Apfel et al. (4) reported a 37 per cent incidence of PDNV in the first 48 hours after surgery in a multi-centre study of 2170 ambulatory surgery patients. The patients underwent various surgical procedures. The majority received prophylactic antiemetics, and women accounted for a lower percentage than in our study.
In the study by Apfel et al. (4), inhalational anaesthetics were administered to all of the patients, which may have contributed to the higher incidence of PDNV. In our study, all patients received TIVA.
Kappen et al. (11) examined 11 613 patients, all of whom received adequate nausea prophylaxis. The gender distribution was 50/50, and about half of the patients received inhalational anaesthesia. According to Kappen et al. (11), the sample was not a distinctly high-risk population, and consisted only of elective patients, some of whom underwent ambulatory surgery. Nevertheless, 41–43 per cent of the patients experienced nausea within the first 24 hours after surgery, which was considered to be an unexpectedly high incidence of PDNV.
The relatively low incidence of PDNV in our study may be the result of all patients receiving multimodal antiemetic prophylactic treatment with both propofol-based TIVA and antiemetics according to a standardised regime, with medications that are recommended in the SAMBA Guidelines (13). Individual risk scoring was not practised in the department, so some patients probably received more antiemetics than they should have based on the number of risk factors, while some high-risk patients probably did not receive enough.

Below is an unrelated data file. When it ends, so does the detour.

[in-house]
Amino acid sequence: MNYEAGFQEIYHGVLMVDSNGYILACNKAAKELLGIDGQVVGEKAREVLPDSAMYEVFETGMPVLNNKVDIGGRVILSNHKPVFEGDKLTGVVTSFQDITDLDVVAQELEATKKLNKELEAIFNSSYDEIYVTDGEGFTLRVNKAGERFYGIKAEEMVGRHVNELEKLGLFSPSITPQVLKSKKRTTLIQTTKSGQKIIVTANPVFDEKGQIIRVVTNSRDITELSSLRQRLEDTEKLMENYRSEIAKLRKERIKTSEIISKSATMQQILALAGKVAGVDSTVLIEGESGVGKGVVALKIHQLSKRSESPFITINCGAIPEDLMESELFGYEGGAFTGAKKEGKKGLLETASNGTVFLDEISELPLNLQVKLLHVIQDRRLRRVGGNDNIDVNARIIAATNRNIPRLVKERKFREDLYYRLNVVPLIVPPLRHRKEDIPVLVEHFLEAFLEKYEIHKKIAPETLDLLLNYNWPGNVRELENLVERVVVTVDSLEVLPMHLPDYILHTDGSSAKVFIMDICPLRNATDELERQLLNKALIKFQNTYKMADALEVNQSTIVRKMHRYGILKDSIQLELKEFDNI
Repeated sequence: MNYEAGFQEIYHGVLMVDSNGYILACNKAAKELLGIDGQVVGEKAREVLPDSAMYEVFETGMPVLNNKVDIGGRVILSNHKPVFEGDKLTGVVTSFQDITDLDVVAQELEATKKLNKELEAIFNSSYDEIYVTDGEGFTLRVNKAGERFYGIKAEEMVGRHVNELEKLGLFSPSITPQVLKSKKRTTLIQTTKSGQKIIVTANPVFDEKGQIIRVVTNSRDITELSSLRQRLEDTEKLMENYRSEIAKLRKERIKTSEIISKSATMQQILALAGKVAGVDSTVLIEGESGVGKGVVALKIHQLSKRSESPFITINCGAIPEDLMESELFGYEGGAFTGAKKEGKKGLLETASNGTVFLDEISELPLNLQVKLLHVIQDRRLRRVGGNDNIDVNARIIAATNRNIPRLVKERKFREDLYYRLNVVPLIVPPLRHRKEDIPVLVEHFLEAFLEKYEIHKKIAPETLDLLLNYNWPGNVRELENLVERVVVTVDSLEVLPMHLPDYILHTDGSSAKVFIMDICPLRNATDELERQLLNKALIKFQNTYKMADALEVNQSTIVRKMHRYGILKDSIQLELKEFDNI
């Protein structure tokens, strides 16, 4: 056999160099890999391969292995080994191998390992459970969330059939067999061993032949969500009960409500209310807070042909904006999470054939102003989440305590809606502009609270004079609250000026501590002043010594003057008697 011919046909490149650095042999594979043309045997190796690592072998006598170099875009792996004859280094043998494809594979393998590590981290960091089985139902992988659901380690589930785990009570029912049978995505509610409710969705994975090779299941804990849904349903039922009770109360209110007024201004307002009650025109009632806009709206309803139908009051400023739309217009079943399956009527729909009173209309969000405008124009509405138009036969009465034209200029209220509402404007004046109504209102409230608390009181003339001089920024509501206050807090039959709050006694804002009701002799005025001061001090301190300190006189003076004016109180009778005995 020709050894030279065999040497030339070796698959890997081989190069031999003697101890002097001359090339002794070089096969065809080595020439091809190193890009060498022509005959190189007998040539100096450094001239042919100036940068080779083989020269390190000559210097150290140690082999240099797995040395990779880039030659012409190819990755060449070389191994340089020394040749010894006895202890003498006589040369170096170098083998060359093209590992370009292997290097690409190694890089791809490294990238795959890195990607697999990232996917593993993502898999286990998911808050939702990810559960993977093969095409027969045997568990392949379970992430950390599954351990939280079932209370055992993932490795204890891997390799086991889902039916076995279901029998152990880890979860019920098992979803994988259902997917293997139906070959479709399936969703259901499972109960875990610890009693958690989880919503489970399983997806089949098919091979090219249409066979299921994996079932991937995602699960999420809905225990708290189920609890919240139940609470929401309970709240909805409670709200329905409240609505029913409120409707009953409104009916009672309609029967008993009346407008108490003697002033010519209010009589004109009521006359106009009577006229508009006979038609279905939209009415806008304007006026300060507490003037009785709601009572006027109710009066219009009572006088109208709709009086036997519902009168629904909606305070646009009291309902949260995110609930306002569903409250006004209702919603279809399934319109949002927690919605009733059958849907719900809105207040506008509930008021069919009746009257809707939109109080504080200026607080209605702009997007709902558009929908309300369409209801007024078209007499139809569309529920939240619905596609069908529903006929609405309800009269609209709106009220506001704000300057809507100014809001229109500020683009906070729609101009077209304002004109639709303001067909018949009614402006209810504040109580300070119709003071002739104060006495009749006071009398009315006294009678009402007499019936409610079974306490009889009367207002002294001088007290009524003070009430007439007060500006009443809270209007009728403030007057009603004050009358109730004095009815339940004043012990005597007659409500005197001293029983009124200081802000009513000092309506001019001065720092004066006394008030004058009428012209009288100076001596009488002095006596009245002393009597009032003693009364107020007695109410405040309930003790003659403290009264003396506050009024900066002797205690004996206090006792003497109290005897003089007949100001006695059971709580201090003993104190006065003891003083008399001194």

Gynaecological patients had highest incidence of PDNV
As expected, the women in our study reported a higher incidence of PDNV than the men, which concurs with earlier research (4, 5, 10, 12). In terms of procedures on the women, the gynaecological patients reported the highest incidence of PDNV (20–27 per cent) according to the data, while the breast cancer patients had the lowest incidence of PDNV (10–14 per cent). Chen et al. (20) report a 14 per cent incidence of PDNV after breast surgery performed using TIVA, which is in line with our findings.
A contributing factor to the high incidence of PDNV among the gynaecological patients in our study may be the surgical method (5, 13). Paech et al. (21) presented a similar result. They reported a 25 per cent incidence of nausea following a gynaecological laparoscopy using TIVA combined with analgetic and antiemetic prophylaxis.
Use of a multimodal antiemetic prophylaxis was also demonstrated by Scruderi et al. (22). Using a multimodal antiemetic approach similar to ours, 12 per cent of the patients reported PDNV after a gynaecological laparoscopy. In the same study, 32 per cent of the patients who received inhalational anaesthesia without antiemetics experienced PDNV. The patients who received multimodal treatment could also be discharged sooner than the other patients in the study (22).